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Quick twin test: Caterham 270R vs Caterham 270S

Should you spec your 135bhp lightweight for the track, or for comfort?

  1. Right, what's the difference between these Sevens?

    Caterham has simplified its range, filling the gaps between base 160 and bonkers 620 with 270, 360 and 420 models. Each is named after its power-to-weight figure, so given they all weigh around 500kg, just divide those numbers in half for the bhp figures. 

    Each is available with either the £2,995 road-trim ‘S’ or £3,995 track-focused ‘R’ packs. The S has an open diff and a gentler approach to life, while the R has uprated brakes and suspension, a lightweight flywheel, harnesses and bare seats. This S also has the, er, more commodious (OK, wider), SV chassis.

  2. Let's talk engines

    Both use the same 1.6-litre Ford-sourced motor, but it sounds much better and feels more lively in the R. If you’re new to lightweight cars, it’s plenty fast enough, but once you get used to it, the R chassis is good enough to make you want more.

    A different flywheel means the S doesn’t feel as snappy and alert as the R. Both have the optional £1,495 six-speed gearbox – you need it in the R, but I’m not sure it transforms the S to the same extent. Stubby lever is a delight to use.

  3. How do they drive?

    The R (green stripes) has the reactions of a mongoose. Yes, it’s stiff and the moulded seats and harnesses are unforgiving, but strap yourself into it and you forget all that. It snaps about the place, terrifically small, massless and impossibly agile. No, the ride isn’t comfortable, but the damping is exceptional.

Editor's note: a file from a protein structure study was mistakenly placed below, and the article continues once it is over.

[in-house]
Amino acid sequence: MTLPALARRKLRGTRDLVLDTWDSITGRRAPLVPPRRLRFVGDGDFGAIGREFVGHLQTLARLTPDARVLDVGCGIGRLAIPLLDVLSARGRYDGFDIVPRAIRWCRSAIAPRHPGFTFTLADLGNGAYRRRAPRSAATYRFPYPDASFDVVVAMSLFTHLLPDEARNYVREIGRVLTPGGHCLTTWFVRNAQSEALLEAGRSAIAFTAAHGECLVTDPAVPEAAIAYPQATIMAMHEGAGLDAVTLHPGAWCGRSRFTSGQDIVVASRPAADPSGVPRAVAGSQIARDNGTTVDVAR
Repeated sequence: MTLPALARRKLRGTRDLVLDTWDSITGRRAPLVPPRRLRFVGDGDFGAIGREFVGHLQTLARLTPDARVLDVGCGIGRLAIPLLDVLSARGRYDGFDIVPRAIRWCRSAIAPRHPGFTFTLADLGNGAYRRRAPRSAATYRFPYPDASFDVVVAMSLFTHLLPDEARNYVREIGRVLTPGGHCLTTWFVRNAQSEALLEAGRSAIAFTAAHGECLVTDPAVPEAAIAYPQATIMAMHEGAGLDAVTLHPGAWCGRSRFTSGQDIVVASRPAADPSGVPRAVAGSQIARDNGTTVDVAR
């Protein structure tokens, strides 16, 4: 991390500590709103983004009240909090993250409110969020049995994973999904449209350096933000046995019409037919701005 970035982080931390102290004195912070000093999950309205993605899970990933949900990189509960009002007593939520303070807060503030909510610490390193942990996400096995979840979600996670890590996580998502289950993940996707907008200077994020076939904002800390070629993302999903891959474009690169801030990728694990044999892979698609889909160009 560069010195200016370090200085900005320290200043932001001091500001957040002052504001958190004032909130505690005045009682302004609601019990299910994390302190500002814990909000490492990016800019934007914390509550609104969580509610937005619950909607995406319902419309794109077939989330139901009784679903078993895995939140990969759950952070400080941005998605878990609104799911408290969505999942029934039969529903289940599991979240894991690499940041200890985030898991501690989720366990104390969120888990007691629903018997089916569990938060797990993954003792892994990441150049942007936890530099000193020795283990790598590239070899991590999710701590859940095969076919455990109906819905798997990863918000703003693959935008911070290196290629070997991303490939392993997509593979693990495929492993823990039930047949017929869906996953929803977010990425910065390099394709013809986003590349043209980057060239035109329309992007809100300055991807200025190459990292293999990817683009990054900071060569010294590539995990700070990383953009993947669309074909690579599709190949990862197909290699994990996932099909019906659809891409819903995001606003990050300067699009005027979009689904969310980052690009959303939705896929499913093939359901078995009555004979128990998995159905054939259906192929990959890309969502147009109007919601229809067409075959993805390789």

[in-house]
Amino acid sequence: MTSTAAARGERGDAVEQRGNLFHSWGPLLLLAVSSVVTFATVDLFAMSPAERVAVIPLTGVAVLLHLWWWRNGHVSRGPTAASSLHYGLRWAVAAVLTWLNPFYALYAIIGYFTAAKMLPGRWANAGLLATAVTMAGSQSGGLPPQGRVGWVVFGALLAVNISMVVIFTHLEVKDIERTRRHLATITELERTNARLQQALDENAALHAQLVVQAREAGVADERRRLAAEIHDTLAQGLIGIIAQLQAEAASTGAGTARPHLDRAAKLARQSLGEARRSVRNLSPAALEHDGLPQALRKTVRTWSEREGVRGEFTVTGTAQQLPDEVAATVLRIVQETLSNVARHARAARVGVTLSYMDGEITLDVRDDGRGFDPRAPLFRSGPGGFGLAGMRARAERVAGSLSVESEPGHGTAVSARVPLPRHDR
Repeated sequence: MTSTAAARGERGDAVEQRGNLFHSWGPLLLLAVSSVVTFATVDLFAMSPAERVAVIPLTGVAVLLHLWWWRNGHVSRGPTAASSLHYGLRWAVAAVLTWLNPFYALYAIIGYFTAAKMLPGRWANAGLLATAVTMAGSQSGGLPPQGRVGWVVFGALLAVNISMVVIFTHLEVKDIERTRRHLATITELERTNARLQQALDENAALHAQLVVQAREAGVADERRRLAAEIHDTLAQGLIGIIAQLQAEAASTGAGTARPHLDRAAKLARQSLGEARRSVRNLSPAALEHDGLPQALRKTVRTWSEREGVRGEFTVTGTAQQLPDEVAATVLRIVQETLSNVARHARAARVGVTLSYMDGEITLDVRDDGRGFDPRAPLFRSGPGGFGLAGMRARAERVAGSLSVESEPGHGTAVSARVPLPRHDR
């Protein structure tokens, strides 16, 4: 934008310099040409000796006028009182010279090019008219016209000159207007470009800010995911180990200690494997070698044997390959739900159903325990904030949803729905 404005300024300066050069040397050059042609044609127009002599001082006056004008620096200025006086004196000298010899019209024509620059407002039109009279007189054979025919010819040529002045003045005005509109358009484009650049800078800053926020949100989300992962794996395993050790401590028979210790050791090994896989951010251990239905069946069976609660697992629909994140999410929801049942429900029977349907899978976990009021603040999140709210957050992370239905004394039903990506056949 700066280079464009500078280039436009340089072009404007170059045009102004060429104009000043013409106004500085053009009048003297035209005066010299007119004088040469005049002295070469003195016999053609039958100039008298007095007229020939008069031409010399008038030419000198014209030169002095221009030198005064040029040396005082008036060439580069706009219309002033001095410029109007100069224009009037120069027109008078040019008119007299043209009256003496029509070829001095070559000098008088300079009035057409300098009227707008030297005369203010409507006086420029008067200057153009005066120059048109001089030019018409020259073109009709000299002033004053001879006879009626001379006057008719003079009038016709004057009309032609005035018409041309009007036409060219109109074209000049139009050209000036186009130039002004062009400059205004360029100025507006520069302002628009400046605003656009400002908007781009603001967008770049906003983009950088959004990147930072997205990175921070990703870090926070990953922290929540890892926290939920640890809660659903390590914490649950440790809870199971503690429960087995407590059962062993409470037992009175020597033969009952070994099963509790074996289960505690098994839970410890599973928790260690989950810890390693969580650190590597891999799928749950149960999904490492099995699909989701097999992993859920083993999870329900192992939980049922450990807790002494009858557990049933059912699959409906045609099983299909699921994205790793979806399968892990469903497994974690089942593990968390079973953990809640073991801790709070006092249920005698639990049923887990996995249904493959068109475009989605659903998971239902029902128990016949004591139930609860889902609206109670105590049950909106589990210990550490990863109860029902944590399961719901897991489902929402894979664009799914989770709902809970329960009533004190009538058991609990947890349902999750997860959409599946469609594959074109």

If you value ride comfort, the S (grey stripes) is the one to have. But you don’t, because this is a car without functioning doors and roof. The S isn’t as well controlled or as enjoyable. It bounces about and feels a little ill at ease going faster. In fact, it doesn’t drive with the panache of our own office-built 160.

  4. What else should I know?

    Seven 270 prices start at £19,995, but once you add S or R packs, let Caterham build it (£3,000) and add a few options (£1,250 for windscreen, hood and doors, £300 for a heater), costs have a habit of spiralling. Worth it for the way it drives, though.

    You can option the £2,500 SV chassis of this 270S on any Caterham bar the 620 and 160, and it is usefully more spacious if you are broader of beam – or simply have big feet. Oh, and avoid these 15in Orcus wheels – they give the Seven a kit-car vibe. 

  5. Verdict

    The R has the full A-list of fun stuff: manic gearing, zesty engine, hair-trigger responses, ideal size, sharp handling and steering. Okay, the S has a usefully bigger cabin (if you need it), plusher ride, and it is still pretty neat on a good road. But driving is what Caterhams are all about, and to drive, the 270R is the clear winner here.

What do you think?

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